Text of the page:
SINGAPORE - Japanese electronics retailer Nojima Corp is making a conditional cash offer for Courts Asia at $0.205 per share as it seeks to gain a strong foothold in South-east Asia.
The offer price represents a premium of about 35 per cent above Courts' closing price on Wednesday (Jan 16), and a premium of about 36.1 per cent, 34.3 per cent and 23.3 per cent above the volume-weighted average price (VWAP) per share for the one-month, three-month and six-month period respectively. Courts shares closed at 15.2 cents on Thursday.
Trading in Courts shares were halted before the market opened on Friday, but its stock price has been on a tear since the trading halt lifted just after the midday market break. As at 2.36pm, its shares were trading 4.8 cents or 31.6 per cent higher at 20 cents, 2.5 per cent under Nojima's offer price per share.
The counter, which averaged a turnover of 255,000 shares over the last 15 trading days, was also seeing comparatively heavy trading, with 1.59 million shares changing hands.
The offer is conditional upon unit Nojima Asia Pacific having received by the close of the offer sufficient valid acceptances that together with the shares owned by Nojima, and any parties acting in concert with it, results in more than 50 per cent of the shares in issue and outstanding. Nojima has received an undertaking from Singapore Retail Group (SRG), under which SRG has agreed to irrevocably tender all its 382 million shares translating to a 73.8 per cent stake in the company. Once SRG accepts, the offer will turn unconditional.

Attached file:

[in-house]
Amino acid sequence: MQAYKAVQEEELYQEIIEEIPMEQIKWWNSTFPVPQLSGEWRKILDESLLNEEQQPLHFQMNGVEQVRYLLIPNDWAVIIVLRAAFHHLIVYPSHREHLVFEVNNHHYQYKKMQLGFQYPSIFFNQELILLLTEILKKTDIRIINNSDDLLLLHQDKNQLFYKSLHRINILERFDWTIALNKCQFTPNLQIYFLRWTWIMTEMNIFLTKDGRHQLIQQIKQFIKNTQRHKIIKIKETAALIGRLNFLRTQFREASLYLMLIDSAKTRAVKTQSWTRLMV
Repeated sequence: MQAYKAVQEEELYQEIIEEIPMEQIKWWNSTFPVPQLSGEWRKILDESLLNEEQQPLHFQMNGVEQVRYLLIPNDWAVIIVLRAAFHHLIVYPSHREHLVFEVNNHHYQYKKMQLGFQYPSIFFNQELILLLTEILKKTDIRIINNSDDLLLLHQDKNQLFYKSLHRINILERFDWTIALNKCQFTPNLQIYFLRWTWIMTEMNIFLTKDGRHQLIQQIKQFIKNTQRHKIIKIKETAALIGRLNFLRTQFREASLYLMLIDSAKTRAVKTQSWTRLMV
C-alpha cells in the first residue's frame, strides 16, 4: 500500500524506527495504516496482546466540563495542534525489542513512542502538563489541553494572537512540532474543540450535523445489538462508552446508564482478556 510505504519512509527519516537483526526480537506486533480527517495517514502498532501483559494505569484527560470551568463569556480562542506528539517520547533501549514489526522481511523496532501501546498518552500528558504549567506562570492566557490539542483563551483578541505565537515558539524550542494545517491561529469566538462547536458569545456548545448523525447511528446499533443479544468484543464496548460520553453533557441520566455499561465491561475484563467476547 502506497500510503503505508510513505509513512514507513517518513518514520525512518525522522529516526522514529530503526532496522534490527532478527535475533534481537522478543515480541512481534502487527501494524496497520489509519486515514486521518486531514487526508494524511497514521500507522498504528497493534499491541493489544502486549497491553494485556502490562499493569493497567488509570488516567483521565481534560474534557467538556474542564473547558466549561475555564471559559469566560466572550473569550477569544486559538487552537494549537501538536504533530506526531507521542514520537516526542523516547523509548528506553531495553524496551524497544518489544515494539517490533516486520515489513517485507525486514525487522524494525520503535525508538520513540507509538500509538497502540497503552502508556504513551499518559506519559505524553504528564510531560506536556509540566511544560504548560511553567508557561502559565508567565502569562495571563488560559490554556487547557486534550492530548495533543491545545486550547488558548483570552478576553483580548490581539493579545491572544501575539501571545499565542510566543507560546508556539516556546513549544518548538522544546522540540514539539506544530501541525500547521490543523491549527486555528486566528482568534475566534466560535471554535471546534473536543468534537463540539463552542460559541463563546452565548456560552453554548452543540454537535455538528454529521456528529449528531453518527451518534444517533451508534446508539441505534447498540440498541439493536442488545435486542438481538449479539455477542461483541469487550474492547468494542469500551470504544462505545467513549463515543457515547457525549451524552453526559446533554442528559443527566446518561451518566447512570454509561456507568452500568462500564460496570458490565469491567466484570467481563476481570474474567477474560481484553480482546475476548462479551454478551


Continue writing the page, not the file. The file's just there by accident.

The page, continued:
Tokyo-listed Nojima is an electrical appliance retail chain mainly dealing with the sale of consumer digital appliances, and has a headcount of over 8,000 employees worldwide. It has a market capitalisation of $1.4 billion and earned revenues of $6.1 billion for the financial year ended March 2018.
After the offer is completed, Nojima may undertake a "strategic and operational review of Courts, with a view to realising synergies, economies of scale, cost efficiencies and growth potential."
It will also consider delisting Courts from the Singapore Exchange if it gets enough acceptances to do so.
Explaining the rationale behind the acquisition, Nojima said it has been mulling over entering the consumer appliance retail market in South-east Asia, and that synergies can be created between the two retail groups, including cross-selling to an enlarged customer base, economies of scale, improvement of productivity and cost efficiencies, as well as knowledge sharing.
It also highlighted that shareholders can use the offer as an exit opportunity given Courts' low trading liquidity. "The closing price of the shares have not been at or above the offer price since 27 July 2018," it added.
The offer document will be dispatched to shareholders in 14-21 days from the date of the offer announcement.
The board said on Friday it appoint an independent financial adviser (IFA). The advice of the IFA and the recommendation of the company's independent directors will be issued to shareholders via a circular within two weeks from the offer document.
Courts posted a net loss of $3.1 million for its fiscal second quarter, sinking into the red from a net profit of $1.5 million for the same period a year earlier, weighed down by lower gross profit margins and revenue. Revenue for the three months ended Sept 30, 2018, fell 6.4 per cent to $165.1 million as its Singapore operations reported lower revenue owing to lower earned service charge income and corporate sales.
Courts announced on Tuesday it will close one of its Indonesian megastores in Tangerang as it was historically not profitable and to avoid high rental costs over the remaining lease term. It also bought a property in Jakarta for $9.36 million and said it will restructure its megastore there.